A Walk in the Clouds
2018-05-29 12:38:57.000 – Ben Seleb, Summit Intern
It’s going to be hard to follow up the tear-jerking blog posted by the resigning observer Caleb. As a new intern, it’s impossible to match the kind of emotional and moving experiences he was able to write about. Nevertheless, I will try to provide something entertaining.
For the last few days, fellow intern Zach and I have been trying to do a short hike before dinner each evening. We’d like to visit some nearby peaks, but until we have more time we’ll be staying near the summit.
Taking photos on a recent hike as we crossed over the Cog Railway, before heading to the edge of the Great Gulf.
Occasionally the weather up here doesn’t permit these evening hikes, but we didn’t let yesterday’s thick cloud cover stop us. Our hike started by leaving the Observatory tower and following the edge of the Sherman Adam’s building until we found the head of the Nelson Crag trail. As we headed down the trail, over both the Cog Railway and the Auto Road, visibility got even worse.
Photo taken about 50 feet from the Auto Road (the sign is planted just off the road)
A couple more steps down the trail and we were completely surrounded in a shroud of fog. The region of trail between the Auto Road and Ball Crag is quite flat, which added to the disorientating effect. Everything looked the same in all directions, and I got a surreal feeling that I could be in an expansive rocky plain with no beginning or end. We could only see as far as a single cairn ahead of us, and we were happy to have them. Without them we would have probably walked right off the trail and down into the Alpine Garden. We didn’t follow the cairns very long before a looming figure jumped out of the fog ahead of us!
As we got closer, we soon recognized the crag and laughed about how it had appeared so suddenly. We took one last look around and started the short ascent.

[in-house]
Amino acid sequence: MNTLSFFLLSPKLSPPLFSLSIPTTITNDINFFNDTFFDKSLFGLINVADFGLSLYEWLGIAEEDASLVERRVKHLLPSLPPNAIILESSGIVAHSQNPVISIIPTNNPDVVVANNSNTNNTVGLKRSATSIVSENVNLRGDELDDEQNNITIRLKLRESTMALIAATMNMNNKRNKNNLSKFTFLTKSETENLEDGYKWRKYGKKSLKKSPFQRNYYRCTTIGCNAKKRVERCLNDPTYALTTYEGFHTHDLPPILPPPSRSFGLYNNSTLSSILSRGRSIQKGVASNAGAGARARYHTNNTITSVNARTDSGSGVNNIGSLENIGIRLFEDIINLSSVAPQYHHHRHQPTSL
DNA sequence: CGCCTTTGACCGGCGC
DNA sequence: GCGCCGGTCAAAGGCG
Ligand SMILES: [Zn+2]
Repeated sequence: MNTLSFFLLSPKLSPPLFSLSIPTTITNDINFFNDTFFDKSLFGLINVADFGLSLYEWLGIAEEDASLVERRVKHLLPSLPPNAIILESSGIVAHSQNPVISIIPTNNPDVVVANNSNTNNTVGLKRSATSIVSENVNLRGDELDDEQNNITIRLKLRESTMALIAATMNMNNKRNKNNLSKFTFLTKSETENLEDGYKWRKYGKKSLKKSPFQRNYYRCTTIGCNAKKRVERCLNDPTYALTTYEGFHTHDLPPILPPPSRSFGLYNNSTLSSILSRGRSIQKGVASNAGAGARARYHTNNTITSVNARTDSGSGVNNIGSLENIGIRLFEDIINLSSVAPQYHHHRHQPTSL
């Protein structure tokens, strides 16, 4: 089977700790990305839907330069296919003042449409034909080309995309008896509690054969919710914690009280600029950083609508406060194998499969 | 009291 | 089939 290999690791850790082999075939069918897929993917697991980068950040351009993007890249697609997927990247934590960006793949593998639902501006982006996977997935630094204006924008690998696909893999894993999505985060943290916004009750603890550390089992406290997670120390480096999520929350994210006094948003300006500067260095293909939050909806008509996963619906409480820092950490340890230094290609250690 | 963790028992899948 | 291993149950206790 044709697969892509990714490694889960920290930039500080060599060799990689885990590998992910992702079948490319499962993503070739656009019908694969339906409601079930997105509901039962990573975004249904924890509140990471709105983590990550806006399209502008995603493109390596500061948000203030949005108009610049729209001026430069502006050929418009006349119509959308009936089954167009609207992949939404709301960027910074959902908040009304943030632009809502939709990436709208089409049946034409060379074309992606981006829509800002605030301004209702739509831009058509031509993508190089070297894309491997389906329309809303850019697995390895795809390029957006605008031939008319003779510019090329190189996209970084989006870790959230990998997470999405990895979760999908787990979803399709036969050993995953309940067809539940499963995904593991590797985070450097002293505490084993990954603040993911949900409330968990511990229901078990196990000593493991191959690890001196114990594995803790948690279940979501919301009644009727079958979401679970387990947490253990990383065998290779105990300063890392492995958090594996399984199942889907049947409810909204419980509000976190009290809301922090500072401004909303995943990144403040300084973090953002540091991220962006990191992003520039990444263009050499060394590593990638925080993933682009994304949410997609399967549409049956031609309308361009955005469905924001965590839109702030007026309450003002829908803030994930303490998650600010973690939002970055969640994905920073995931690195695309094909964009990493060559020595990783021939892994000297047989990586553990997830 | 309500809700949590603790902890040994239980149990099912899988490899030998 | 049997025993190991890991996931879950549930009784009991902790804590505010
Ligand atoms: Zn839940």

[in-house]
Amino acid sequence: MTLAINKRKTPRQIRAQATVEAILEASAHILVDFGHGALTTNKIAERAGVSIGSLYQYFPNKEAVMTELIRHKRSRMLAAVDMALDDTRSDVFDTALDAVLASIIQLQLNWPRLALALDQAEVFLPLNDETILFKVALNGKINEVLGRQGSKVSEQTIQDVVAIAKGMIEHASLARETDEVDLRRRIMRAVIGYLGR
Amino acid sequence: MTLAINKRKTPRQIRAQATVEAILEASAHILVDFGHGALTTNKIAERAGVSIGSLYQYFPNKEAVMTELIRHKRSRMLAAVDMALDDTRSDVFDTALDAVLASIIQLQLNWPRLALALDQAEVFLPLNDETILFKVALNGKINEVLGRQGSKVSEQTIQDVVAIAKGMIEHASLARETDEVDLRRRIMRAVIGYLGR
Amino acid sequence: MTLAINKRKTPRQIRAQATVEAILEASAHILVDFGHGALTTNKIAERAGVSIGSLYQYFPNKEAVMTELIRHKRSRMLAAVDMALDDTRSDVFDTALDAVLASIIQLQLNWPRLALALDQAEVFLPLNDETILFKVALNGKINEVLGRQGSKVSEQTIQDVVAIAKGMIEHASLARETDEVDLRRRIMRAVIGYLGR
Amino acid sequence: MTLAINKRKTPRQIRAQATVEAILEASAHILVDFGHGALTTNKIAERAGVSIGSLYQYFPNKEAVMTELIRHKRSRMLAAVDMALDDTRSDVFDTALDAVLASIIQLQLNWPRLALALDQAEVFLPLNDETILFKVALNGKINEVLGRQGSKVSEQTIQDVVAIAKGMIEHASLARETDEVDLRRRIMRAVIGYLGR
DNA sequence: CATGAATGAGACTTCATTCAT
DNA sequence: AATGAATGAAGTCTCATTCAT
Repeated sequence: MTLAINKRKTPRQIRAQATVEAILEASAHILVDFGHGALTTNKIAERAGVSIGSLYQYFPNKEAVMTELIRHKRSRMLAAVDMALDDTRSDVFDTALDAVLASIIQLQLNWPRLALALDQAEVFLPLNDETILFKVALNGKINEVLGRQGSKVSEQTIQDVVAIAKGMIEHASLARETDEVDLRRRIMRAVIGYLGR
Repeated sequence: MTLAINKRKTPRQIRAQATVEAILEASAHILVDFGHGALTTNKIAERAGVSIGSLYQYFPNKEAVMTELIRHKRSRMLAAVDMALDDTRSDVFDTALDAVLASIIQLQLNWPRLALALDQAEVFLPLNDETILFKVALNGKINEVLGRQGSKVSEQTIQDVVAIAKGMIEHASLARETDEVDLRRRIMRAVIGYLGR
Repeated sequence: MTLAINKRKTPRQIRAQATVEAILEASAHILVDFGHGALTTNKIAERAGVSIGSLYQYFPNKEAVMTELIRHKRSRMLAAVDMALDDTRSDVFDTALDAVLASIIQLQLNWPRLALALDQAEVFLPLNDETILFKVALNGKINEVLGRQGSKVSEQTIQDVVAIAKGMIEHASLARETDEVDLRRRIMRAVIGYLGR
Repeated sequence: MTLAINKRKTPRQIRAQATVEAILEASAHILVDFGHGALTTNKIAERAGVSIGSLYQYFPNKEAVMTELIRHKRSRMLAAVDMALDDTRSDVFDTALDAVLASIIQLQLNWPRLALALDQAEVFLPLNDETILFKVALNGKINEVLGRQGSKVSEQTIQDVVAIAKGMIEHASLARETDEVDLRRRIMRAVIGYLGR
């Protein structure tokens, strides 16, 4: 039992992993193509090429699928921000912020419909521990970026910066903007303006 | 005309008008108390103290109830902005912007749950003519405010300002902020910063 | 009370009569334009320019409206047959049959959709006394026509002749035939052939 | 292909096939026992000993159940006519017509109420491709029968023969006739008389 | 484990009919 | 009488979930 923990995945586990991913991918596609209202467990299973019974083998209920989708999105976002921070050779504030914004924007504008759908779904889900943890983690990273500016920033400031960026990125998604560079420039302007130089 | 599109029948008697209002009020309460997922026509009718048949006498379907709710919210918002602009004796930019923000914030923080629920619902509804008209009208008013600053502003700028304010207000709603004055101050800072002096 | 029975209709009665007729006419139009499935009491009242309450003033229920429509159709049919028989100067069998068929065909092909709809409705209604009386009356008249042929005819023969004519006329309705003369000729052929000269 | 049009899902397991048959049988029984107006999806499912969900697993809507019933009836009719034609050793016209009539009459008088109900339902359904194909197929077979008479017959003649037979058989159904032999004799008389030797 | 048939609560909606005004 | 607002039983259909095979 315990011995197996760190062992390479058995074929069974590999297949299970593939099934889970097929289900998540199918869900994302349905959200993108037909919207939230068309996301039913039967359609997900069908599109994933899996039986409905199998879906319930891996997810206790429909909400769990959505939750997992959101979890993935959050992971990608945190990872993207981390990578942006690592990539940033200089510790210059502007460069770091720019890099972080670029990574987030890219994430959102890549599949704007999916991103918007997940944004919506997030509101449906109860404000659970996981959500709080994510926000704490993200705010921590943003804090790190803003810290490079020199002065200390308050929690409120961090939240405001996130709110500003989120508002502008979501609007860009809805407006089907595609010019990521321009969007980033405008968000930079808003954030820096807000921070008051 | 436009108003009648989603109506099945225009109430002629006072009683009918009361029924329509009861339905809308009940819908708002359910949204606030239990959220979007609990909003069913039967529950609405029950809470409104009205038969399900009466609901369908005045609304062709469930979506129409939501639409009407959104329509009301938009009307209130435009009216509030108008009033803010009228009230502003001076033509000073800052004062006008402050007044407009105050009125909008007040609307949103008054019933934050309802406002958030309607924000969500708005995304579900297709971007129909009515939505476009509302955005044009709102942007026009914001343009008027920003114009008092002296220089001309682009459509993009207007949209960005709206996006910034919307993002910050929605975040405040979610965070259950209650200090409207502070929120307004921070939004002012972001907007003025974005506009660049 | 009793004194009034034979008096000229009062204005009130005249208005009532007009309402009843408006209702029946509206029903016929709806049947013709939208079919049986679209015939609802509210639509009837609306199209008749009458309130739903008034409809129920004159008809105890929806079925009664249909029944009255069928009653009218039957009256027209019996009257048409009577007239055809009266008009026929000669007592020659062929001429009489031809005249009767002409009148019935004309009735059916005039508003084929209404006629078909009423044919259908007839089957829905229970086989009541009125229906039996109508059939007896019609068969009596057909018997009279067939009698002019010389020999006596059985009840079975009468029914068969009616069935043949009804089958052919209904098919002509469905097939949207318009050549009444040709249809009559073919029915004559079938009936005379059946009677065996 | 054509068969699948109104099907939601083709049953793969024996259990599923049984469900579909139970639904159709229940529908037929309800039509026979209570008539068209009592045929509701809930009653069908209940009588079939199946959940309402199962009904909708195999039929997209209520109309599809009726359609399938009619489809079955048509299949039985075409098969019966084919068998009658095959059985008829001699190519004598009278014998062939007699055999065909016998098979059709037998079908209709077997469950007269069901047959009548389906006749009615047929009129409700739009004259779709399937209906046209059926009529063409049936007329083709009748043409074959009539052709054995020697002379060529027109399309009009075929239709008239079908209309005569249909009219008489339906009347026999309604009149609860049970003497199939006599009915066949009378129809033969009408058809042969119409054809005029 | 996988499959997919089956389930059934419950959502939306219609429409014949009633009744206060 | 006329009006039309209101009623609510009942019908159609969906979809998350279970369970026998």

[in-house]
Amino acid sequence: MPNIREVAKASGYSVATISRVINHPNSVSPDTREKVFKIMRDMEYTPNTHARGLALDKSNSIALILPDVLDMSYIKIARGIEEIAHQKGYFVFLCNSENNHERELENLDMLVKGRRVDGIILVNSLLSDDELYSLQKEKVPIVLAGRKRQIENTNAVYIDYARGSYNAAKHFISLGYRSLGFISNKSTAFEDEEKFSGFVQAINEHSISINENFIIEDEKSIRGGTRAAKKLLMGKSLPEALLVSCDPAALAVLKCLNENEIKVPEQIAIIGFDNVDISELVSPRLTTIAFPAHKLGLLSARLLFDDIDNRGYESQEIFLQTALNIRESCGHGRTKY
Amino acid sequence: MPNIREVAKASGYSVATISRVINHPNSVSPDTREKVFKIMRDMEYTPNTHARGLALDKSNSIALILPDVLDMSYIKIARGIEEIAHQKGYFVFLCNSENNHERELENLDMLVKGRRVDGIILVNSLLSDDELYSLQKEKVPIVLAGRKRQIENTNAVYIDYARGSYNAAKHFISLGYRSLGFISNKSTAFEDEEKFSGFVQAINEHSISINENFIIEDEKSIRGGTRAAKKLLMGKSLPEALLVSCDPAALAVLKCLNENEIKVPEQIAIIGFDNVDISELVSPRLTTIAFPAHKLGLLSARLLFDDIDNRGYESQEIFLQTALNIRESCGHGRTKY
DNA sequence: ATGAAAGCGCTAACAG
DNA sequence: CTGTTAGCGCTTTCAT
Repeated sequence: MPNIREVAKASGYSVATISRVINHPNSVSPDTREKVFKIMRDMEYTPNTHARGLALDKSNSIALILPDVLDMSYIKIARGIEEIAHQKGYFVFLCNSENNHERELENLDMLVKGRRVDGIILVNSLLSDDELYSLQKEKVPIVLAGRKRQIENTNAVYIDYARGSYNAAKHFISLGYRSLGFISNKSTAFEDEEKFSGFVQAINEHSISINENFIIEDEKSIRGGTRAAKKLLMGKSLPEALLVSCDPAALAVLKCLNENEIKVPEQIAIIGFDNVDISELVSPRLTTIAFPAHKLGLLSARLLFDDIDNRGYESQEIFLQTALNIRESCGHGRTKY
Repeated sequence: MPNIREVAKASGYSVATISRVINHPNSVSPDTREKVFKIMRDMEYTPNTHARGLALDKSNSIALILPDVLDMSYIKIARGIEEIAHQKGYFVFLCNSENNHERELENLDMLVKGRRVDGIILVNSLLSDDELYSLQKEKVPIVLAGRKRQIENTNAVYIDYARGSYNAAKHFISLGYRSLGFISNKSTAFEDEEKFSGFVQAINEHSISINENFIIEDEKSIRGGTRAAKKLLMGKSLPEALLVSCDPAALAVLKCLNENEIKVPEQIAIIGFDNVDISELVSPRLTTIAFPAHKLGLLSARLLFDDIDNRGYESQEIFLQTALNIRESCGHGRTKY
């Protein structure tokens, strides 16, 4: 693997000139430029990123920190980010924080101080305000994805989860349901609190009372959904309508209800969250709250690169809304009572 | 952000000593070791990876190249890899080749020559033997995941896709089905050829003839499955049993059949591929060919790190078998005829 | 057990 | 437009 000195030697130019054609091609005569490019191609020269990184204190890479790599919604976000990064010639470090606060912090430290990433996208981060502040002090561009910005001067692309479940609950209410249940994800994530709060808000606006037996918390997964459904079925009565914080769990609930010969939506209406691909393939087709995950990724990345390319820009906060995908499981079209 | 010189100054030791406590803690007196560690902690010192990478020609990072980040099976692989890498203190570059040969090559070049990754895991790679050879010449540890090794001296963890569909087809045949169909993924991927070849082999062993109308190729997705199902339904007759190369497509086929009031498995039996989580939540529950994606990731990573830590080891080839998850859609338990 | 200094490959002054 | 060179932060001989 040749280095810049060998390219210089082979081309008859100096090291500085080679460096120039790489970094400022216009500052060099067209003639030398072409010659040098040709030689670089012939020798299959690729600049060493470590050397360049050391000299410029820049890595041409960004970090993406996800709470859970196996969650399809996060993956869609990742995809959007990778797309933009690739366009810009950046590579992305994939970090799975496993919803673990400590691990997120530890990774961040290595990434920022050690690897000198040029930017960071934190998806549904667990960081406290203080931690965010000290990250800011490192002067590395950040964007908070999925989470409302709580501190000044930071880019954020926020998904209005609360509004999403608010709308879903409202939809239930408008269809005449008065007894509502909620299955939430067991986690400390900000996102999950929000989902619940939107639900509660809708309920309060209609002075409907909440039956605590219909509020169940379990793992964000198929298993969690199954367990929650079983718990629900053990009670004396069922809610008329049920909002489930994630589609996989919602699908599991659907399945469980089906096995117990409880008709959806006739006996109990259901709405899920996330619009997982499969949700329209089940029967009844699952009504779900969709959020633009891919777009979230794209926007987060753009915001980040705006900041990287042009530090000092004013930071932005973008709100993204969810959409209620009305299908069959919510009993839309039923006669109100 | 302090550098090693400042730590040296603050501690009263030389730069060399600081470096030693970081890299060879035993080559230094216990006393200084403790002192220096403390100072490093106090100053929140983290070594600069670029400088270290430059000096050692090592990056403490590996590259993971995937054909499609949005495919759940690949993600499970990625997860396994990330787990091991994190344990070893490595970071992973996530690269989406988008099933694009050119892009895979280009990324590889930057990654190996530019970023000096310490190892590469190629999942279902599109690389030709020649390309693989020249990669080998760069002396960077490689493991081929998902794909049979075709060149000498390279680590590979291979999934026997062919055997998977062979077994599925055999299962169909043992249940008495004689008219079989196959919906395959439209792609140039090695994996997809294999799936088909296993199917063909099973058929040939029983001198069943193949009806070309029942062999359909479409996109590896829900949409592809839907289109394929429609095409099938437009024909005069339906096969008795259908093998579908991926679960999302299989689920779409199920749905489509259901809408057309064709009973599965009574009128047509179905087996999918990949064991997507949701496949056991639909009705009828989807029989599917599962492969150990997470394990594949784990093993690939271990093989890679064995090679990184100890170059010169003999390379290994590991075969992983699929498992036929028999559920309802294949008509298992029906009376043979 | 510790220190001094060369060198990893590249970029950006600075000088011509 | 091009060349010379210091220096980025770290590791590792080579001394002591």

A small pool of water at the base of Ball Crag, probably filled over the last few days of wet weather.
As we got to the top of the ridge the winds increased immensely (probably to 40 or 50 mph), and we noticed for the first time how wet we were. All jokes aside, the water vapor from the clouds had condensed on us and left our clothes and hair nearly dripping.
Following the ridge, we couldn’t tell how far it continued, or how far the drop-off was on each side.
We continued for a while along the ridge and down the trail before deciding to head back for dinner. By this point, we were blinking the condensed water out of our eyes, and probably looked like we were crying. If it had been below freezing, we would’ve been sporting some incredible ice masks. Upon our return, we were greeted by another looming object. This time it was the Sherman Adams building. On our way back into the Observatory, we agreed that the experience had been almost supernatural, and that we should probably towel off before dinner. For myself at least, the hike provided an enlightening lesson on how the weather can completely change an experience.
Note: I’m not suggesting anyone to hike in bad weather! Always check forecasts and conditions first, and prepare yourself accordingly.
Ben Seleb, Summit Intern